I did not get the part; they decided to go with Rutina Wesley (not blind) of True Blood fame. I can’t say I was not disappointed, but I’m happy to have been asked to audition, to be a part of a new and important entertainment revolution, to have people with disabilities represent themselves onscreen.

One of the dreams I nurtured during my three weeks of waiting was to go on talk shows and educate the public about the important but still nascent trend that will shape the face of entertainment as surely as it has been changed before. Soon having anything less than a deaf actor cast in a deaf role, or a blind person cast in a blind role or a wheelchair person cast in a wheelchair part will perhaps reveal itself to be as shameful and insulting as blackface. Until then, I open my nostrils to the tears of frankincense and the shy flowers of mimosa and imagine how sweet will be the revenge!

 

*This is #4 of #52essays2017, written with all four senses and remembered sight. Check out my previous essay The Voice of the Turtle here*

Distillation Installation: With All Four Senses and Remembered Sight

Godin with head at Stravinsky's level on braille table top

Seventeen years of living in a three-bedroom Astoria apartment distilled into one art installation: so much lost and gained; so many things dismantled and recreated; so many memories… I lived and worked in every room of that home. Beginning in the front room with my first guide dog and the boyfriend whose munificence allowed me to remain long after us, to the back room where I came into being as a blind person and an artist. Once I looked out the window to fire escape and cherry tree, the identical buildings across the yards, but, upon my departure, I saw only a pixilated rectangle of light.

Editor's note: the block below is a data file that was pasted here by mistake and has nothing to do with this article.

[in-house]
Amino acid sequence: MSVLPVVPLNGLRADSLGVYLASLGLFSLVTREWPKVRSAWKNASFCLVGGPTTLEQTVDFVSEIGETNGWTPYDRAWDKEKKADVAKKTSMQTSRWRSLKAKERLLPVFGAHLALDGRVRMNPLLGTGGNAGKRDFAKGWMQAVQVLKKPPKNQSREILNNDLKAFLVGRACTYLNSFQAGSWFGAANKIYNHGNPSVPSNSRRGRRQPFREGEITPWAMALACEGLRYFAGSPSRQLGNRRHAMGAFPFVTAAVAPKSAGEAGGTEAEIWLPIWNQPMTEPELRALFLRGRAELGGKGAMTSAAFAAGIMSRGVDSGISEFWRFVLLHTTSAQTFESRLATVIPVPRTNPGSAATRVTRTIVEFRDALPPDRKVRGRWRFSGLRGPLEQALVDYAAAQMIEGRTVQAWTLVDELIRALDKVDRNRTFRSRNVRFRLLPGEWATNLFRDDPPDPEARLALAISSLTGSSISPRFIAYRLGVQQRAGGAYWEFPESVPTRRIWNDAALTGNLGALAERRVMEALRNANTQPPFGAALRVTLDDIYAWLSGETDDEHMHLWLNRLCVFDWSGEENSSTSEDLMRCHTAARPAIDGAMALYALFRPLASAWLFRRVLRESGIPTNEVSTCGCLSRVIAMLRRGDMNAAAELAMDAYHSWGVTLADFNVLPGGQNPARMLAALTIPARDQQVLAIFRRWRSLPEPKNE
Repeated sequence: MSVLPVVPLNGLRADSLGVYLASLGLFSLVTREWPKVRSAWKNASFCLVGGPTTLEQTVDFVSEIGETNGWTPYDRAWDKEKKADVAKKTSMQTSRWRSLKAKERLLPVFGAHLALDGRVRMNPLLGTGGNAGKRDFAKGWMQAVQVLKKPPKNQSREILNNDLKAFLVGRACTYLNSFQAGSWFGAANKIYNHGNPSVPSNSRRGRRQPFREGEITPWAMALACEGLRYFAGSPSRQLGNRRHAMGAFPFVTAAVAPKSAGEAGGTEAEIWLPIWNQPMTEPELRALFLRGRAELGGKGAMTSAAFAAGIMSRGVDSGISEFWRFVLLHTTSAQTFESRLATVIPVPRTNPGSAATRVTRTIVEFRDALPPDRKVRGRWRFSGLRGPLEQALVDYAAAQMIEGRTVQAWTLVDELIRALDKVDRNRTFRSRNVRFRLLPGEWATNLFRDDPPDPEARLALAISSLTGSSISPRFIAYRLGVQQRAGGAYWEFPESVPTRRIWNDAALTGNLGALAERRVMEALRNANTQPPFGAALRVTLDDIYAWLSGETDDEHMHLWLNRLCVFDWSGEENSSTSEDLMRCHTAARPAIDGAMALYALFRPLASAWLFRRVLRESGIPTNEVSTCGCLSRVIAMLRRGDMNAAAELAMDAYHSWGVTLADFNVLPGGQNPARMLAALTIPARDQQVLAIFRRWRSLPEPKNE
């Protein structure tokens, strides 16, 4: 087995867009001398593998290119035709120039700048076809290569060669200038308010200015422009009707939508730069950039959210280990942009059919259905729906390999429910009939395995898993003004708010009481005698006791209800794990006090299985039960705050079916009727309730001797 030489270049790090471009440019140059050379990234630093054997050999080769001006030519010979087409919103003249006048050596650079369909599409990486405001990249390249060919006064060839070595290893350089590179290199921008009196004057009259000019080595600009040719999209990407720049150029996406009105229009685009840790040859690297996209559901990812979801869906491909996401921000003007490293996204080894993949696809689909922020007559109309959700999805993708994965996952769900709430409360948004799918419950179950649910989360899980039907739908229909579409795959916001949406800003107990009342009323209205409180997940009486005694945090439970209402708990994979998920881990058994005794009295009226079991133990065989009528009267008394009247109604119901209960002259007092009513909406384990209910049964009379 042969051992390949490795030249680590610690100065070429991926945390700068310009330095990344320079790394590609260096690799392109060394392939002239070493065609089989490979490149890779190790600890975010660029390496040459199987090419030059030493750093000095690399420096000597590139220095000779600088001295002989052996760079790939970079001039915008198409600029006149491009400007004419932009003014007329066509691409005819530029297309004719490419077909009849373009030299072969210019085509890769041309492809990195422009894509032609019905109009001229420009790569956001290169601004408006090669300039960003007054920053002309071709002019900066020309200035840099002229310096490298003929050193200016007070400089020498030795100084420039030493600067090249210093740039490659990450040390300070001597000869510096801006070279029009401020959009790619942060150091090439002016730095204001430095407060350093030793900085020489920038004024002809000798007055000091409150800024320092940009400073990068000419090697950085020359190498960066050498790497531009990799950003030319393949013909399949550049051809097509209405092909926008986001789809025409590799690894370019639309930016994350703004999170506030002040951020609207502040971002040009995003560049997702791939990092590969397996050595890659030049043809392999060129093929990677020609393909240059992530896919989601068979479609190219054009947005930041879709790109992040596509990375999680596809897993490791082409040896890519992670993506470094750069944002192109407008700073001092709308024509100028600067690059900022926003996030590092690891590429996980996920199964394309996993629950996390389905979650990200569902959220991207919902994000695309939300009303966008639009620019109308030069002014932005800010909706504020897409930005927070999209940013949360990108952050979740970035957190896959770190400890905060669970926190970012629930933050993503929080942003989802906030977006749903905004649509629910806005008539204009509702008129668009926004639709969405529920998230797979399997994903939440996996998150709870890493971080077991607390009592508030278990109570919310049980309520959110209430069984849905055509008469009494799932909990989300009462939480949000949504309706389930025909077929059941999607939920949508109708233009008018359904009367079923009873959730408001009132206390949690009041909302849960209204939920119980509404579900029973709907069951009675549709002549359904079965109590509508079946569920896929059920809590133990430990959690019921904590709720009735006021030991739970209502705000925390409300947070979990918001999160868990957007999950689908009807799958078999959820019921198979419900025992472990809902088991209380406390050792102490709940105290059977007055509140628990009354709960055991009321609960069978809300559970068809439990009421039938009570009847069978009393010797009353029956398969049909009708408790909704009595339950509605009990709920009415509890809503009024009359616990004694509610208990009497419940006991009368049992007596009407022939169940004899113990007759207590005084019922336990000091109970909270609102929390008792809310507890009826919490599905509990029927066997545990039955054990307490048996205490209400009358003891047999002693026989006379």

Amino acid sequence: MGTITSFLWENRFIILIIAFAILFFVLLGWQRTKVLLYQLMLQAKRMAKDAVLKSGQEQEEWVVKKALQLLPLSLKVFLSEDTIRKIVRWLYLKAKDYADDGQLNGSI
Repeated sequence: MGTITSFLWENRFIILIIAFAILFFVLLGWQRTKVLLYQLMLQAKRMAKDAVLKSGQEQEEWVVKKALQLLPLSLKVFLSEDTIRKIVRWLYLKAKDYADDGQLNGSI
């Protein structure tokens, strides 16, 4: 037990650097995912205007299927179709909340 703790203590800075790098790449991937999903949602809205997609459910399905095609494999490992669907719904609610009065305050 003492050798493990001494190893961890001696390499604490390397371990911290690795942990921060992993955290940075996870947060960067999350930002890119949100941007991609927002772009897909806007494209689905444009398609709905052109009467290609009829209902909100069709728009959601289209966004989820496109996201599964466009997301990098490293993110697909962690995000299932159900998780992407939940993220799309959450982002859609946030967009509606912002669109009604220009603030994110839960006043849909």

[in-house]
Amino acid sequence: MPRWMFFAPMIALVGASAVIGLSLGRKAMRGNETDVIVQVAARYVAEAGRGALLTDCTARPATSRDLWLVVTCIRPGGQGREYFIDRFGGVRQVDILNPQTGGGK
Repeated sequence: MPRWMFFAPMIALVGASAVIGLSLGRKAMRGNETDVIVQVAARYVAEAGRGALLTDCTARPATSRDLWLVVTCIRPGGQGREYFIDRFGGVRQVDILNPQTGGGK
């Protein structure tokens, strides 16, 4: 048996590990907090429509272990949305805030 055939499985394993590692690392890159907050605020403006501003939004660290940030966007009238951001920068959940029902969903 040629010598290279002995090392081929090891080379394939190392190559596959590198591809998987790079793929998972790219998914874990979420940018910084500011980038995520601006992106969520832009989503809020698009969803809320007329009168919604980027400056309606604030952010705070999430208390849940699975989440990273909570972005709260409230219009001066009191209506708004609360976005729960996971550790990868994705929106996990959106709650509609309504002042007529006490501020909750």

I last moved towards that window to open the curtains for Stravinsky, a creeping pothos (Epipremnum aureum) I bought to commemorate the untimely death of my second guide dog Igor. Igor’s poem, To Stravinsky, ensured that his plant spirit would occupy the living center of Distillation Installation. Also his small relics made into a piece whose description sounded, “Glue on memories.” (I audio labelled title and description cards with my PenFriend, dots that speak with my voice when touched with tip, analogue/digital magic!)

Finally, in later years, I came to rest in the dark corner room, dubbed the bat cave. Its purple walls with a genie providing pulsating light and smellscape in the last days, days when future was uncertain about everything except the important things: art and love, love and art, warm stability with our two hearts knocking out a stronger beat, keeping up the simple hard tune, “desire is suffering, desire is suffering, desire is suffering…”